Mexico’s defence has been a major issue in recent matches, particularly when dealing with counter-attacks. Tom Harrison saw some improvements during Mexico’s previous game against Russia, but there were still concerning moments. Here, Tom illustrates why delaying counters is so important, and where Mexico were successful, and unsuccessful, at doing this versus Russia.
In the first example, when Russia receive possession, there’s some pressure on the ball. However, the pressing player hasn’t covered the open passing lane (black line), which splits Mexico’s midfield. It could be argued that here, Mexico’s most defensive midfielder, Héctor Herrera, should be sitting deeper.
The splitting pass is made, taking players out of the game and leaving a three v three situation. With Mexico holding a high-line, there’s also plenty of space in-behind the defence. Just one simple pass, after Mexico lost the ball, has created a huge problem for the El Tri defence. Too easy for Russia, and had the forward on the left not miss-timed his run and strayed offside, the problem would have been even more severe.
When the through ball is played, to the right-sided forward, Mexico’s defensive line has been pulled apart, due a mixture of closing down and recovery runs being made. Considering that Héctor Herrera has managed to get back to pressurise the player on the ball, Néstor Araújo may have been better served by backing off with Héctor Moreno, to cover him. By moving forwards, Araújo influenced the player’s decision to release the ball, which could be seen as a positive thing for Mexico. However, it didn’t help to delay the attack, at a time where Mexico could benefit from more players getting back.
The through ball was accurate, and found Alexandr Erokhin bearing down on goal on the right hand side. Fortunately, Erokhin, a midfielder, blazed his effort over the bar.
In this example, Jonathan Dos Santos is tackled after taking a heavy touch when running with the ball.
Russia begin a counter attack, and with Mexico’s defence sat fairly deep, perhaps as they are looking to hold onto their lead, there’s plenty of space to travel into.
Russia are able to move through the midfield quickly, and with Russians committing forward, a six v six scenario is generated. This is not nearly as dangerous as the three on three from earlier in the match, but still potentially worrying for El Tri. Miguel Layún has gone to close down the ball, and his role is crucial. Keep an eye on the clock.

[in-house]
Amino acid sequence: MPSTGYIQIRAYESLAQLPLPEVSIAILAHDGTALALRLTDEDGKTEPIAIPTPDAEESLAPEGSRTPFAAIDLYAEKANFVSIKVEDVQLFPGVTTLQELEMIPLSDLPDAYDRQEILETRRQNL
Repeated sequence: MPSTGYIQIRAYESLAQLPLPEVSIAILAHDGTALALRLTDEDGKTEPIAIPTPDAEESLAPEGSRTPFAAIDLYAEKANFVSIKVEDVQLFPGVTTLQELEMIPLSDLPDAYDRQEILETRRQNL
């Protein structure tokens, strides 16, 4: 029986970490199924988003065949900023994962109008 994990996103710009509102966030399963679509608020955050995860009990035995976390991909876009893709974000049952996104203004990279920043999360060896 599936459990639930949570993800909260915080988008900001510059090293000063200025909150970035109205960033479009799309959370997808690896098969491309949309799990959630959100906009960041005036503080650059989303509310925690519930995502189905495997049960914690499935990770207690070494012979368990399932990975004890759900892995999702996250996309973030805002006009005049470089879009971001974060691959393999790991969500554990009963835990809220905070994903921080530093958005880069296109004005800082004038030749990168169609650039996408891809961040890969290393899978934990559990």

By remaining composed and staying on his feet, Layún delays the attack for five seconds (62:13 to 62:18), giving time for two Mexican players to make recovery runs and support the defence. Delaying a counter-attack doesn’t only allow players to make recovery runs, it also gives an opportunity for defensive shape to be regained. As highlighted, Mexico have a three v two against Russia’s two strikers, and both of the supporting attacking players are marked. Russia are forced to switch the play as they can’t currently see an opening in the Mexico defence, and are ultimately unable to create anything from this attack.
This example shows how delaying a counter-attack can successfully take place deep in the opponents half, immediately after possession is lost. Javier Hernández has just been tackled inside the box, and the ball is running loose on the edge. Alexander Samedov (circled) moves towards the ball.
Luis Reyes senses the opportunity to press the player in possession, and by doing so prevents Alexander Samedov from turning and playing forwards. Therefore, delaying the counter-attack. It’s impossible to see with this camera angle, but presumably Samedov has no option to play forwards to Russia’s left-side. Another Mexican, on Mexico’s right-side, may have read the cue of Luis Reyes stepping up, and moved forwards himself to block off an easy out ball for Samedov. High-pressing is far more successful when adopted by the whole team, and when a compact shape is maintained. Otherwise, opponents can often easily move the ball around the pressing player.
Jonathan Dos Santos is focused, anticipates where Samedov is going to pass, and manages to move from behind the Russian into a position where he is placing pressure on the opponent. Again, there may be a significant contribution from Jonathan’s teammates here, as the player in possession can see, and pass to, a decent portion of the pitch.
The work of Jonathan, Reyes, and likely their teammates, forces Russia to play safe, and pass backwards once again. This time all the way to goalkeeper Igor Akinfeev. Akinfeev kicks long from here, and the ball is recovered by Mexico. What could have been a dangerous counter-attack failed to materialise, thanks to the immediate press of Luis Reyes, then Jonathan Dos Santos, and possibly their teammates stepping up and cutting off passing options. The combination of these moves prevented Russia from playing forwards and quickly penetrating Mexico.
Mexico are committed to playing out from the back, and are usually rather ambitious in pushing players forward. Both have many benefits, but do involve some risks. Against Germany, who should press Mexico quite high up the pitch, there’s always the risk of Mexico losing possession as they attempt to play through the thirds. Preventing Germany from making the most of transitions is likely to be be a crucial factor in determining Thursday’s victor. If Mexico can successfully delay Germany’s counters, as they did on occasion against Russia, El Tri have a chance of making it into the final.